Is the New York Times protecting dissident Catholic priests?
The perceptive religion reporter Terry Mattingly noticed something that had escaped me, in a New York Times story about religious attitudes toward same-sex marriage. The Times reported:
The Roman Catholic Church teaches that homosexual behavior is a sin, but there are Catholic priests who secretly bless gay unions. [emphasis added]
Regarding the phrase in bold—which is treated almost as an afterthought, although the claim is a bombshell--Mattingly comments:
If, in fact, the Times has factual material about Catholic priests blessing same-sex relationships and unions then this is clearly the most important news angle in this piece. This is a major news story, buried deep in a related news report.
However, note that this claim (which I do not doubt, by the way) appears with absolutely no context, no attribution, no clue as to the source of this information. The Times does not even claim to be printing this information based on anonymous sources who requested protection from the Vatican. This is most strange.
Like Mattingly, I am quite willing to believe that the Times report is accurate. It is, regrettably, easy to believe that some Catholic priests are giving their blessing to homosexual unions. But if that is the case, these priests are clearly acting in defiance of the Church: the institution they claim to serve. That defiance would constitute a major news story, not merely an observation to be made in passing.
Mattingly argues that the Times should tell readers something about the information upon which the newspaper bases its report. He’s right. But I would add a different observation about this remarkable story: The Times appears to be protecting dissenting priests from ecclesiastical discipline.
Any Times reporter who actually witnessed a Catholic priest blessing a homosexual union, or heard a credible first-hand report of such an event, should have written a news story about it, and that story should have appeared on the front page. That didn’t happen. Why not? I can think of only 3 possible explanations:
- The Times reported something as fact when it had no solid evidence. Terry Mattingly and I agree that’s unlikely.
- The Times had solid evidence of priests blessing gay unions, but withheld that evidence because the priests demanded anonymity. That’s possible. But as Mattingly points out, the Times ordinarily informs readers when a report is based on information from someone who requests anonymity.
- The Times knows of priests who have blessed same-sex unions, and those priests have not requested anonymity, but the Times has decided not to identify them anyway. This seems to me the most likely explanation.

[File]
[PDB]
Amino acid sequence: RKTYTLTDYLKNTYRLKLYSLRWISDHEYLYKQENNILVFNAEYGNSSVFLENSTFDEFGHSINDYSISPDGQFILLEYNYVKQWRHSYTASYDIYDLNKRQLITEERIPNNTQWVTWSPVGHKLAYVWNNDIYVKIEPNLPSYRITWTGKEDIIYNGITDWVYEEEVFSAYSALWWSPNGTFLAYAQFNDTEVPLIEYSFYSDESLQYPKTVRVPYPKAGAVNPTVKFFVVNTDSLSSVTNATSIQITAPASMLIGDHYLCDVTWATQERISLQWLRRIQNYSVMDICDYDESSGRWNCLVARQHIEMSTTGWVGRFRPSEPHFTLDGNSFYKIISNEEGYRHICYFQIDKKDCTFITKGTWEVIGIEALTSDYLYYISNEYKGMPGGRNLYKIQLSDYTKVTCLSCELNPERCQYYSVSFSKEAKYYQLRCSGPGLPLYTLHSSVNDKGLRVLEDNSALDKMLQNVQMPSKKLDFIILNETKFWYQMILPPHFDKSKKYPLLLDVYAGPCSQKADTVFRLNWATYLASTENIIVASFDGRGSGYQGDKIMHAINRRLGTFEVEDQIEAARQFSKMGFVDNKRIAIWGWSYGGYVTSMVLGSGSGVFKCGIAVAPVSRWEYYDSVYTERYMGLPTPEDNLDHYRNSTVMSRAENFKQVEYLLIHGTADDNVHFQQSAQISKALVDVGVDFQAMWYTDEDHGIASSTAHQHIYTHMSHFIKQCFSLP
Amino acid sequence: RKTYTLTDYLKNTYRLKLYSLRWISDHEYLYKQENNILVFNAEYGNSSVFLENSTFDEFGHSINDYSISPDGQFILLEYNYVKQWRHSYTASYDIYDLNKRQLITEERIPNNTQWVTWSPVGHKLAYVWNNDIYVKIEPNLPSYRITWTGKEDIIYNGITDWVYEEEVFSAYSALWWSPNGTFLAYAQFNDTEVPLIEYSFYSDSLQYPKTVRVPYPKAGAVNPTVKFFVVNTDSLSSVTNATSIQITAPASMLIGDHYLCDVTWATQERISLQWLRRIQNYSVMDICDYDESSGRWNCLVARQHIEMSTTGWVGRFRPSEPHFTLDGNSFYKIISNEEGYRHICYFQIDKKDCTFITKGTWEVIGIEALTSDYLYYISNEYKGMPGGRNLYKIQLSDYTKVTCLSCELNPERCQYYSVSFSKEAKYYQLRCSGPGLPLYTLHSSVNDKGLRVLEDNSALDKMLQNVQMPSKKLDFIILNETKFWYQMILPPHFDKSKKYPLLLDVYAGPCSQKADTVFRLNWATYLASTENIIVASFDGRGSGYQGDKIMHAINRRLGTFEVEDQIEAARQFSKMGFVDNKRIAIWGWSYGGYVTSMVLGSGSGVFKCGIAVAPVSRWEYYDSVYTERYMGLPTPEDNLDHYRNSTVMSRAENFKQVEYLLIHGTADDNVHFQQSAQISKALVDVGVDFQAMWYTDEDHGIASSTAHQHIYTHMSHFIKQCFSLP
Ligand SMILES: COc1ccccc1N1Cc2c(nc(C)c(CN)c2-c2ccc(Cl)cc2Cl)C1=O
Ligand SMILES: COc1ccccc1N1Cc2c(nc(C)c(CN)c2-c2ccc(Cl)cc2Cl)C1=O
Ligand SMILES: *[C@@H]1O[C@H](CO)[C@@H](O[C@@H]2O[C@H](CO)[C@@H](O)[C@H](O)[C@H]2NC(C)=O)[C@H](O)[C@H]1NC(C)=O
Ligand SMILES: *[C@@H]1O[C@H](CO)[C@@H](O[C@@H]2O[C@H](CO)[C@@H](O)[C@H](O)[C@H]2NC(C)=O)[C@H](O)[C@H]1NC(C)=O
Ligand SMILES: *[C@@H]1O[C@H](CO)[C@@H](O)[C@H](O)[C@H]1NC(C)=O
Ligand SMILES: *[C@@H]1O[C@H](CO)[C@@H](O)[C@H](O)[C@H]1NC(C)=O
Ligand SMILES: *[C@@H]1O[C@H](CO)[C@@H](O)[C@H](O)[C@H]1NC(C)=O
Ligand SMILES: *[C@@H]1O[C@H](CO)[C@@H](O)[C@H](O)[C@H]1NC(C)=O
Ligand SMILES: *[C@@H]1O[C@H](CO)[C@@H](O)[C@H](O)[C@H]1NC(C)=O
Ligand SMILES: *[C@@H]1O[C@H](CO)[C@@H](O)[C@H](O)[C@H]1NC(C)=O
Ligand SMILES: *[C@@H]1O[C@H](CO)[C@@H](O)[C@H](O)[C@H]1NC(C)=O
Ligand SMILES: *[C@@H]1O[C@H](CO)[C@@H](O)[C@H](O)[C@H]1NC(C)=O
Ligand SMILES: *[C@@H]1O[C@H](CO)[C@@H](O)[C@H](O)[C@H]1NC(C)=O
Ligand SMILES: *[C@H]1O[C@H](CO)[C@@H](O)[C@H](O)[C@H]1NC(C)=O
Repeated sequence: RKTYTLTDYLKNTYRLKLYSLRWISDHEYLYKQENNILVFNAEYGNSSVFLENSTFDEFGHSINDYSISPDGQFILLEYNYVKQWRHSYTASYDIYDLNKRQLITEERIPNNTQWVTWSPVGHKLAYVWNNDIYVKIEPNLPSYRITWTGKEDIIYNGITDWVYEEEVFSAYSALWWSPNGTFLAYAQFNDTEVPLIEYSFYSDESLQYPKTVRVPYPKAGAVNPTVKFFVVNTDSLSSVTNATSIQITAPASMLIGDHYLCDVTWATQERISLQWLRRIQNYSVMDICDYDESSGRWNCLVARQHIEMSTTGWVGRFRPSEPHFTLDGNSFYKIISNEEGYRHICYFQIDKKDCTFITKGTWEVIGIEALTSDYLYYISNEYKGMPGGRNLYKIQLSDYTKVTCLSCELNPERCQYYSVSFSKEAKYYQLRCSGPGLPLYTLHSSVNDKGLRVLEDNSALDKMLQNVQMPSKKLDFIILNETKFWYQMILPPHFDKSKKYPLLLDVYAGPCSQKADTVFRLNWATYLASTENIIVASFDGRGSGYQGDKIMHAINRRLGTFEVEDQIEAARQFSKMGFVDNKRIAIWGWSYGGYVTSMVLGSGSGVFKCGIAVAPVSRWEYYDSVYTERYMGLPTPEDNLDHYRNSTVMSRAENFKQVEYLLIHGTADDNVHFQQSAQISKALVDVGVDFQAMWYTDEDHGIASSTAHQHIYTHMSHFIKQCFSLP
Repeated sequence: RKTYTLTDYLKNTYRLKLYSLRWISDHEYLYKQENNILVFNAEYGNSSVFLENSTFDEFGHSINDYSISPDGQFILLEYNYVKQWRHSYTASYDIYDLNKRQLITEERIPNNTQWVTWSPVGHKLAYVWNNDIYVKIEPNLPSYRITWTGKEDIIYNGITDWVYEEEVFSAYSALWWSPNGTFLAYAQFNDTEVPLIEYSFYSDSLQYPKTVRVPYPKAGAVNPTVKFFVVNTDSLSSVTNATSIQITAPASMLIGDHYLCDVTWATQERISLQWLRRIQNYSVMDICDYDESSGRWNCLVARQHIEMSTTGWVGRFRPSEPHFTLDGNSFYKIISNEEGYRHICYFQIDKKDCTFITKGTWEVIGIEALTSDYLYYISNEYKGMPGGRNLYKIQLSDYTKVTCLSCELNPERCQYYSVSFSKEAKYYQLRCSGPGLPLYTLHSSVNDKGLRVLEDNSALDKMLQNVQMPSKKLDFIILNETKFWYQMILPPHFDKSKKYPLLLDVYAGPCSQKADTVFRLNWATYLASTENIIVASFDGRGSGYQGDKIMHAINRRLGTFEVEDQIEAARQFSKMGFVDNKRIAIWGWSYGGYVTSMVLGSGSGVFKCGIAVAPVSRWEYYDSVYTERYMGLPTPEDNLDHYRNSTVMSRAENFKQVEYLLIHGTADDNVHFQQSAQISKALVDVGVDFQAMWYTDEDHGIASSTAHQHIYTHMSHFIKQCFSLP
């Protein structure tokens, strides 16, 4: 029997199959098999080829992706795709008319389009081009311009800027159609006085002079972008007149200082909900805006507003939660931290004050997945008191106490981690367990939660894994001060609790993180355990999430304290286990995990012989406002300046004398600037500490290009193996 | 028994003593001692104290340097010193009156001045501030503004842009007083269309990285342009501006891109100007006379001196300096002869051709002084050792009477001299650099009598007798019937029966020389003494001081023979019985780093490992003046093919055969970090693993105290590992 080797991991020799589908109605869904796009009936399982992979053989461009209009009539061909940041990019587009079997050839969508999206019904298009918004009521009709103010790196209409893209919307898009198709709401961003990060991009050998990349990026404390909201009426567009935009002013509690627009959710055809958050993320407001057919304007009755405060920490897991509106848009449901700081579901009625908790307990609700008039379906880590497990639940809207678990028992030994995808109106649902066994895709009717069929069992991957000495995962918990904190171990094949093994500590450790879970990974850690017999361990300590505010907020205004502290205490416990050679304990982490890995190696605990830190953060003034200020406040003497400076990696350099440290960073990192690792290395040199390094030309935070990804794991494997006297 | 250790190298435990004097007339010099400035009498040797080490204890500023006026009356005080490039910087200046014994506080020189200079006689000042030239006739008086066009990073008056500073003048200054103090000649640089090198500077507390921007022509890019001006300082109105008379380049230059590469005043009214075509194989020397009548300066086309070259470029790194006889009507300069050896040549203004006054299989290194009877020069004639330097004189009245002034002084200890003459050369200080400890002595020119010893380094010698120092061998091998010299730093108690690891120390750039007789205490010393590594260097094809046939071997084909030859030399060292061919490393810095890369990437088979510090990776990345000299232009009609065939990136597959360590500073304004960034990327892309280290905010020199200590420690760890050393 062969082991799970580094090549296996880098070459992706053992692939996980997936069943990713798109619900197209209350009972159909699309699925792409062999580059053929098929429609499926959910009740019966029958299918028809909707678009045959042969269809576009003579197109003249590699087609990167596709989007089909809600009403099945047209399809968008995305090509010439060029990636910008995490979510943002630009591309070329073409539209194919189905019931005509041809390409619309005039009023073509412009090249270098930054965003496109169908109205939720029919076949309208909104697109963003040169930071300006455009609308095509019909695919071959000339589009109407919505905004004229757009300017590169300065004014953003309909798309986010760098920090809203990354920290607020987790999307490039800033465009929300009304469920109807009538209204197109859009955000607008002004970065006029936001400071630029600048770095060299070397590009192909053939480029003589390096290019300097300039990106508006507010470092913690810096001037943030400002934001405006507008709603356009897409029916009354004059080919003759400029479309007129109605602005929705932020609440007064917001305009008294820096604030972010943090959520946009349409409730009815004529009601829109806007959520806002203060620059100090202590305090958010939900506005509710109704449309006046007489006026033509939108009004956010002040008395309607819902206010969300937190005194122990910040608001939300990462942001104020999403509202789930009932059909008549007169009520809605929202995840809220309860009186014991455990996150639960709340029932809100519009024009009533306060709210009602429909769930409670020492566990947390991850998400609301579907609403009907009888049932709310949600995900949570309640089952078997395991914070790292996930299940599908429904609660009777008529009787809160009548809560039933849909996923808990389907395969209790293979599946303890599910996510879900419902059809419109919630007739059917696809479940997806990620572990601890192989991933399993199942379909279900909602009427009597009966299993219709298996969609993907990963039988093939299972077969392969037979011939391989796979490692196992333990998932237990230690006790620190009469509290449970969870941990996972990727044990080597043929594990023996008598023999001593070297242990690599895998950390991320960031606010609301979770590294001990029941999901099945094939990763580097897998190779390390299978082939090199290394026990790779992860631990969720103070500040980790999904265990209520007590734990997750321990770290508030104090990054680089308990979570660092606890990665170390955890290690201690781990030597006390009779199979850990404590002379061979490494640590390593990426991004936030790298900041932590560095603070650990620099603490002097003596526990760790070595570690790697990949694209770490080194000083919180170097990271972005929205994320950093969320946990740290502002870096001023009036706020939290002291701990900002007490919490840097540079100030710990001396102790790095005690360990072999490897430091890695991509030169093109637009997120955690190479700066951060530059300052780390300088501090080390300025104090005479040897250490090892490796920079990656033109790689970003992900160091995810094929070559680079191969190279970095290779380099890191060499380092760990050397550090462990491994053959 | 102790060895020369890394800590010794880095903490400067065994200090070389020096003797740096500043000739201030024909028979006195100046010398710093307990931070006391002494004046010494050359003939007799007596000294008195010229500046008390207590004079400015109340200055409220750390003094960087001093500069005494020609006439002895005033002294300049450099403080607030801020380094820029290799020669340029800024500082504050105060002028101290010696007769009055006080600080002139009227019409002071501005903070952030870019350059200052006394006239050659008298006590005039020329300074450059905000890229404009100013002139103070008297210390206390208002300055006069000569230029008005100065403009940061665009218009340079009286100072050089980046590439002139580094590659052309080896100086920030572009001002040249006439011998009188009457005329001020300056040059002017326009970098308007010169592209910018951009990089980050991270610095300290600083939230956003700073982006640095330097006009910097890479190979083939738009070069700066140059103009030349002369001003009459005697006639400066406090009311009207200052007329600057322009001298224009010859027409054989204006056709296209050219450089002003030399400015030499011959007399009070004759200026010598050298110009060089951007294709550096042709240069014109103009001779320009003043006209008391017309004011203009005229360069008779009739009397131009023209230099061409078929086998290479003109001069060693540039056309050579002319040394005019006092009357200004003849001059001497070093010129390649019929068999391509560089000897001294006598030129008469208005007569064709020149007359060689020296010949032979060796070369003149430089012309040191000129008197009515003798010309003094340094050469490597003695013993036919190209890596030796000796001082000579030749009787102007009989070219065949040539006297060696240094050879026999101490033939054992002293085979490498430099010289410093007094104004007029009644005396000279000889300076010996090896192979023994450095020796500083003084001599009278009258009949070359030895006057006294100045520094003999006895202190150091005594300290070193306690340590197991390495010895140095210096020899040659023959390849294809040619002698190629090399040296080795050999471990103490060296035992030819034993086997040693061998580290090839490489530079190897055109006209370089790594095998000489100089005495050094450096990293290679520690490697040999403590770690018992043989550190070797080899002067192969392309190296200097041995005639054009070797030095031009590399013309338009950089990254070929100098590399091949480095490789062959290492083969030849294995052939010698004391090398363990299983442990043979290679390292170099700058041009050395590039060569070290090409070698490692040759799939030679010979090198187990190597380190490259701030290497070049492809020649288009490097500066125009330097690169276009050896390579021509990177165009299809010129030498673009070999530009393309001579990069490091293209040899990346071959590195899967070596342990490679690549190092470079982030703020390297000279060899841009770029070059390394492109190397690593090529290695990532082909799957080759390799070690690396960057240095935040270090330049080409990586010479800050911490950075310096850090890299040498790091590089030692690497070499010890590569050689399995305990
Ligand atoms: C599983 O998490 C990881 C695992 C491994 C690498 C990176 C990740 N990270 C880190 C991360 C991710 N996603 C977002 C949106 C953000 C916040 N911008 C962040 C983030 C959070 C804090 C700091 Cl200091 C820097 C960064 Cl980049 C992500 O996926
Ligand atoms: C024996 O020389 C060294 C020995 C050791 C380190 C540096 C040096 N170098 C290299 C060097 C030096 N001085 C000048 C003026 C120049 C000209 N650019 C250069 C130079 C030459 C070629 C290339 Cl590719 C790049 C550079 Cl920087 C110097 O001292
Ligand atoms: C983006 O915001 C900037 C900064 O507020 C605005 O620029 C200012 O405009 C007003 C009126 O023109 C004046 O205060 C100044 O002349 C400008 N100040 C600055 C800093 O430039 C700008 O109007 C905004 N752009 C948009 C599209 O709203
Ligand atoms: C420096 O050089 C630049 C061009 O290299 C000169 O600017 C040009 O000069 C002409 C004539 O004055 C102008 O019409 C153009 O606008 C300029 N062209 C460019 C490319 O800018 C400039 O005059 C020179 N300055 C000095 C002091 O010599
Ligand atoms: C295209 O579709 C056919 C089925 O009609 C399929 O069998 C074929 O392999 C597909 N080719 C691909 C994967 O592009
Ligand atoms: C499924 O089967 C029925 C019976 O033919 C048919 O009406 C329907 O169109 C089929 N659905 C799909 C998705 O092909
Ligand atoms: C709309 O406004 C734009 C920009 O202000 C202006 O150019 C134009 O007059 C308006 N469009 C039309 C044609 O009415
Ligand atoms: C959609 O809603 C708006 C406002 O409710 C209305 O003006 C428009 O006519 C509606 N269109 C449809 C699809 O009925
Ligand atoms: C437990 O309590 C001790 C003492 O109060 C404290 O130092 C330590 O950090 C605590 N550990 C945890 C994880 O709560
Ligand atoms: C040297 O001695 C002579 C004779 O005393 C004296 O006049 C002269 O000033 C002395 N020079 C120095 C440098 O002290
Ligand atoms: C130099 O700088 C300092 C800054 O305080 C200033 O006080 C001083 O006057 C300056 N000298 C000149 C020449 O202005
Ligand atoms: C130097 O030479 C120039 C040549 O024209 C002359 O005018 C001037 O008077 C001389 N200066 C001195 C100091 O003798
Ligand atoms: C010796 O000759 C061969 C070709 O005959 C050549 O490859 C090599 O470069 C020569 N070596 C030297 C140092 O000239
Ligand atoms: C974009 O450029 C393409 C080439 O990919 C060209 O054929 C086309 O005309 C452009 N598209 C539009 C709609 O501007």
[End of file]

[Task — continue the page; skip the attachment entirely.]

See my follow-up thoughts on this curious issue here.
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Posted by: marianjohn7861 -
Mar. 12, 2017 4:17 PM ET USA
What is there to fear? A bad definition of "love"
Posted by: aprolifer -
Feb. 25, 2017 4:19 PM ET USA
I don't usually find Fr. Pokorsky's writings so hard to understand. We know God in His holiness is infinitely far beyond us. We know we are fallen creatures (emphasis on both words) and therefore incapable of approaching anything like His holiness. But we also know the most important thing: the apostle John doesn't say "God is holy." He says "God is love." If the definition of God is "love", what is there to fear?
Posted by: hartwood01 -
May. 18, 2012 9:39 PM ET USA
Not surprising the NYT would keep these priests anonymous,it has no love for the Church and certainly would not assist her it getting these guys in line.
Posted by: thx1688 -
May. 17, 2012 2:22 AM ET USA
In the Archdiocese of Vienna, in Austria, not only does the rector of the Cathedral of St. Stephansdom bless homosexual unions, he does so with the full knowledge and consent of Cardinal Schönborn. And there is no way whatsoever Rome is not fully aware of this. So if Toni Farber is "blessing" homosexual couples with Schönborn's knowledge and consent, and Schönborn is allowing it with Rome's certain knowledge and consent through inaction, what can be done?
Posted by: wolfdavef3415 -
May. 16, 2012 9:38 PM ET USA
This tactic happens a lot. Some of the other clues to look for are 'some experts say' and then no names of those experts. Or 'research suggests'! You'd be amazed how often research suggests things that later turn out to be totally false. http://news.medill.northwestern.edu/chicago/news.aspx?id=157268&print=1 According to that link, nearly 3 out of 4 scientists have witnessed colleagues engaged in questionable practices! One can only wonder at the rate for journalists.